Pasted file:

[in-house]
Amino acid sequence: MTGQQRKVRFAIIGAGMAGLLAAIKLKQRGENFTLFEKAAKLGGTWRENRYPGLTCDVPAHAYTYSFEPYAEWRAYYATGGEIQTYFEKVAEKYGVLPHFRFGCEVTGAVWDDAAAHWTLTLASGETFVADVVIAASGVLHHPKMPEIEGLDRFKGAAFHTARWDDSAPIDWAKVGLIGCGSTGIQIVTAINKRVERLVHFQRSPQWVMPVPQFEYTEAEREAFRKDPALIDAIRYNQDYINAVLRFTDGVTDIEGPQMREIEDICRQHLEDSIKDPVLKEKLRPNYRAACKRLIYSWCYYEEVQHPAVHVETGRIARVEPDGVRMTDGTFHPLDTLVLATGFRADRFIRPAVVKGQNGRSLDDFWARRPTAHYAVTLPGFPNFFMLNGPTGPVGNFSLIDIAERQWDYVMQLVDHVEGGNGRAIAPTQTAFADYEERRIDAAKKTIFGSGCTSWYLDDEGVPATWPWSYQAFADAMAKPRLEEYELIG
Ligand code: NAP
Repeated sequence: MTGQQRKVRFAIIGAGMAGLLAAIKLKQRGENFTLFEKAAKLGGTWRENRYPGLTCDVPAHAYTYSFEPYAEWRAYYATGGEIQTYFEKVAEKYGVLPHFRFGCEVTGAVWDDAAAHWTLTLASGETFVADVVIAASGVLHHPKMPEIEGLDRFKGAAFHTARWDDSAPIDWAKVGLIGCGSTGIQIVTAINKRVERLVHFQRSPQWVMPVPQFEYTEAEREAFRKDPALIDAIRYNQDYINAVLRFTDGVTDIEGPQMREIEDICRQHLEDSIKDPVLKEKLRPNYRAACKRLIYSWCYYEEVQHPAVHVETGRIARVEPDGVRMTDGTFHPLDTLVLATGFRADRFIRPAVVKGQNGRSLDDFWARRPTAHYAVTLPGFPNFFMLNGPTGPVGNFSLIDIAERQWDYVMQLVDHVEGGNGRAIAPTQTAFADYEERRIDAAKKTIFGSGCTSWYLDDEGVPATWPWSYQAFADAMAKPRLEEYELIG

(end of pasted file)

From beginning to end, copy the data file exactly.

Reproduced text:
[in-house]
Amino acid sequence: MTGQQRKVRFAIIGAGMAGLLAAIKLKQRGENFTLFEKAAKLGGTWRENRYPGLTCDVPAHAYTYSFEPYAEWRAYYATGGEIQTYFEKVAEKYGVLPHFRFGCEVTGAVWDDAAAHWTLTLASGETFVADVVIAASGVLHHPKMPEIEGLDRFKGAAFHTARWDDSAPIDWAKVGLIGCGSTGIQIVTAINKRVERLVHFQRSPQWVMPVPQFEYTEAEREAFRKDPALIDAIRYNQDYINAVLRFTDGVTDIEGPQMREIEDICRQHLEDSIKDPVLKEKLRPNYRAACKRLIYSWCYYEEVQHPAVHVETGRIARVEPDGVRMTDGTFHPLDTLVLATGFRADRFIRPAVVKGQNGRSLDDFWARRPTAHYAVTLPGFPNFFMLNGPTGPVGNFSLIDIAERQWDYVMQLVDHVEGGNGRAIAPTQTAFADYEERRIDAAKKTIFGSGCTSWYLDDEGVPATWPWSYQAFADAMAKPRLEEYELIG
Ligand code: NAP
Repeated sequence: MTGQQRKVRFAIIGAGMAGLLAAIKLKQRGENFTLFEKAAKLGGTWRENRYPGLTCDVPAHAYTYSFEPYAEWRAYYATGGEIQTYFEKVAEKYGVLPHFRFGCEVTGAVWDDAAAHWTLTLASGETFVADVVIAASGVLHHPKMPEIEGLDRFKGAAFHTARWDDSAPIDWAKVGLIGCGSTGIQIVTAINKRVERLVHFQRSPQWVMPVPQFEYTEAEREAFRKDPALIDAIRYNQDYINAVLRFTDGVTDIEGPQMREIEDICRQHLEDSIKDPVLKEKLRPNYRAACKRLIYSWCYYEEVQHPAVHVETGRIARVEPDGVRMTDGTFHPLDTLVLATGFRADRFIRPAVVKGQNGRSLDDFWARRPTAHYAVTLPGFPNFFMLNGPTGPVGNFSLIDIAERQWDYVMQLVDHVEGGNGRAIAPTQTAFADYEERRIDAAKKTIFGSGCTSWYLDDEGVPATWPWSYQAFADAMAKPRLEEYELIG